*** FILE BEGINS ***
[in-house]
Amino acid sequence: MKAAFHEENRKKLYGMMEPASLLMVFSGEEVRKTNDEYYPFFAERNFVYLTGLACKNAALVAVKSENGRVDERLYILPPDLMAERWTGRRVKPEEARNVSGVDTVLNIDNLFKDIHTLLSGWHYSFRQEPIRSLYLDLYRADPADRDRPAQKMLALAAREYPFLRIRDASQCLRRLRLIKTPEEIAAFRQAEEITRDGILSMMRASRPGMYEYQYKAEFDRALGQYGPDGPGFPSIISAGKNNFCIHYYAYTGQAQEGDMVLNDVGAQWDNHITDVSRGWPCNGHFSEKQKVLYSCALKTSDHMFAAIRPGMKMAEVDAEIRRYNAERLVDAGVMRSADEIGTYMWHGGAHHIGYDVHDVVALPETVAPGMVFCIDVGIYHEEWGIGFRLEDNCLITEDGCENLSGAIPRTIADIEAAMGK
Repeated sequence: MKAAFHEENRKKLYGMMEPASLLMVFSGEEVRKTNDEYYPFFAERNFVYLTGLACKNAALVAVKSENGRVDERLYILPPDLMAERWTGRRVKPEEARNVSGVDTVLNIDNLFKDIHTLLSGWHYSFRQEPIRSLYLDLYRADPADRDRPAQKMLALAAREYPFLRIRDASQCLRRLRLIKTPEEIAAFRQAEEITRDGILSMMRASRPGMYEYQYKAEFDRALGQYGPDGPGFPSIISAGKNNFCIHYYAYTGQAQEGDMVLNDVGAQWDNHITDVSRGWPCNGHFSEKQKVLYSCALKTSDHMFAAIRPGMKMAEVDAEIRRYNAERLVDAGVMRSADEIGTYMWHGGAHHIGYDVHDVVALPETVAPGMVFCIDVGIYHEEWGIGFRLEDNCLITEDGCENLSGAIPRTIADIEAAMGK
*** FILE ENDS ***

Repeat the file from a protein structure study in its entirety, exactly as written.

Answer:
[in-house]
Amino acid sequence: MKAAFHEENRKKLYGMMEPASLLMVFSGEEVRKTNDEYYPFFAERNFVYLTGLACKNAALVAVKSENGRVDERLYILPPDLMAERWTGRRVKPEEARNVSGVDTVLNIDNLFKDIHTLLSGWHYSFRQEPIRSLYLDLYRADPADRDRPAQKMLALAAREYPFLRIRDASQCLRRLRLIKTPEEIAAFRQAEEITRDGILSMMRASRPGMYEYQYKAEFDRALGQYGPDGPGFPSIISAGKNNFCIHYYAYTGQAQEGDMVLNDVGAQWDNHITDVSRGWPCNGHFSEKQKVLYSCALKTSDHMFAAIRPGMKMAEVDAEIRRYNAERLVDAGVMRSADEIGTYMWHGGAHHIGYDVHDVVALPETVAPGMVFCIDVGIYHEEWGIGFRLEDNCLITEDGCENLSGAIPRTIADIEAAMGK
Repeated sequence: MKAAFHEENRKKLYGMMEPASLLMVFSGEEVRKTNDEYYPFFAERNFVYLTGLACKNAALVAVKSENGRVDERLYILPPDLMAERWTGRRVKPEEARNVSGVDTVLNIDNLFKDIHTLLSGWHYSFRQEPIRSLYLDLYRADPADRDRPAQKMLALAAREYPFLRIRDASQCLRRLRLIKTPEEIAAFRQAEEITRDGILSMMRASRPGMYEYQYKAEFDRALGQYGPDGPGFPSIISAGKNNFCIHYYAYTGQAQEGDMVLNDVGAQWDNHITDVSRGWPCNGHFSEKQKVLYSCALKTSDHMFAAIRPGMKMAEVDAEIRRYNAERLVDAGVMRSADEIGTYMWHGGAHHIGYDVHDVVALPETVAPGMVFCIDVGIYHEEWGIGFRLEDNCLITEDGCENLSGAIPRTIADIEAAMGK